Back to The Classics
January 18, 2016 in Cars & Motorcycles
(Google is my friend)
The Mercedes-Benz SL-Class (formerly known as the SL Roadster prior to 1994) is a grand touring roadster manufactured by Mercedes since 1954. The designation SL derives from the German Sportlich-Leicht, (English: Sport Lightweight) and was first applied to the 300 SL, often referred to as the “Gullwing” due to its gullwing or upward-opening doors .The term SL refers to the marketing variations of the vehicle, including the numerous engine configurations spanning six design generations.
The car was introduced at the 1954 New York Auto Show. The idea of a toned-down Gran Prix car tailored to affluent performance enthusiasts in the booming post-war American market was suggested by Max Hoffman. Mercedes accepted the gamble and the new 300 SL – 300 for its 3.0 litre engine displacement, and was immediately successful. The 300 SL stood alone with its distinctive doors, first-ever production fuel-injection, and world’s fastest top speed. The original coupé was available from March 1955 to 1957, the roadster from 1957 to 1963.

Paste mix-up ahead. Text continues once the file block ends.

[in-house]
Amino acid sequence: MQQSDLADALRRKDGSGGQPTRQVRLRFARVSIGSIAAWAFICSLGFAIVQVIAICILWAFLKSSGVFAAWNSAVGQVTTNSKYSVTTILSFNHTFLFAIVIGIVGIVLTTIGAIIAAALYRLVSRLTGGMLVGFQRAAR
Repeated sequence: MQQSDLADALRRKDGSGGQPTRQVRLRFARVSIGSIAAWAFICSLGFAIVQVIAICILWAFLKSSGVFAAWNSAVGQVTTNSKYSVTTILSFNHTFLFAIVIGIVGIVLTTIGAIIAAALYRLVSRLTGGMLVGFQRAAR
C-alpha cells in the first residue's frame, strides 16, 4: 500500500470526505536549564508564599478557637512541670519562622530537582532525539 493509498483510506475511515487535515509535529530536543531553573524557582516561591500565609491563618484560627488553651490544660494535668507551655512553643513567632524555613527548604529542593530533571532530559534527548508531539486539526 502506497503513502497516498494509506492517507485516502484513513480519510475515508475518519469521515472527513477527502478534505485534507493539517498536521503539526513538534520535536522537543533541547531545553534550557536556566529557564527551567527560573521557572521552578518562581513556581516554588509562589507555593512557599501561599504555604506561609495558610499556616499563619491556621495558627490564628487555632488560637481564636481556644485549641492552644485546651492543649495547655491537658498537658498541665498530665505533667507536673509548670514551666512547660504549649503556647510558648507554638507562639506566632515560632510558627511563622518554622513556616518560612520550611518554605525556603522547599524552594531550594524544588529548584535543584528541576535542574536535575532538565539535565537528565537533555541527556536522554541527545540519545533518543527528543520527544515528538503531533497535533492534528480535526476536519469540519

When Tamiya brought this classic out I had to get one, and contrary to my usual habit, started the build as soon as it arrived. My first impression was this was a very complicated kit based on the detail in the frame and chassis, but once I started the project, it went together without any problems as long as I followed the instructions in the proper sequence
You will end up with three sub-assemblies as the build progresses, and I held my breath when it became time to fit them together, but as usual, typical of most Tamiya kits, everything went together as it was designed to do The semi-clear full belly pan was a really nice touch to this kit. They recommend painting it, but I left it as it was.
I found a photo of this paint scheme on Google, and though I did not replicate it exactly, I did keep the styling cues I liked best, like leaving the bumpers off. The big decision was whether to display it with both or just one door in the up position. In the end I decided that it was a Gullwing and decided to go with both doors opened.
I really liked building this kit of one of my all-time favorites. Back in the fifties European sports cars were just starting to gain popularity in America and this one has become an icon of that time.
9 additional images. Click to enlarge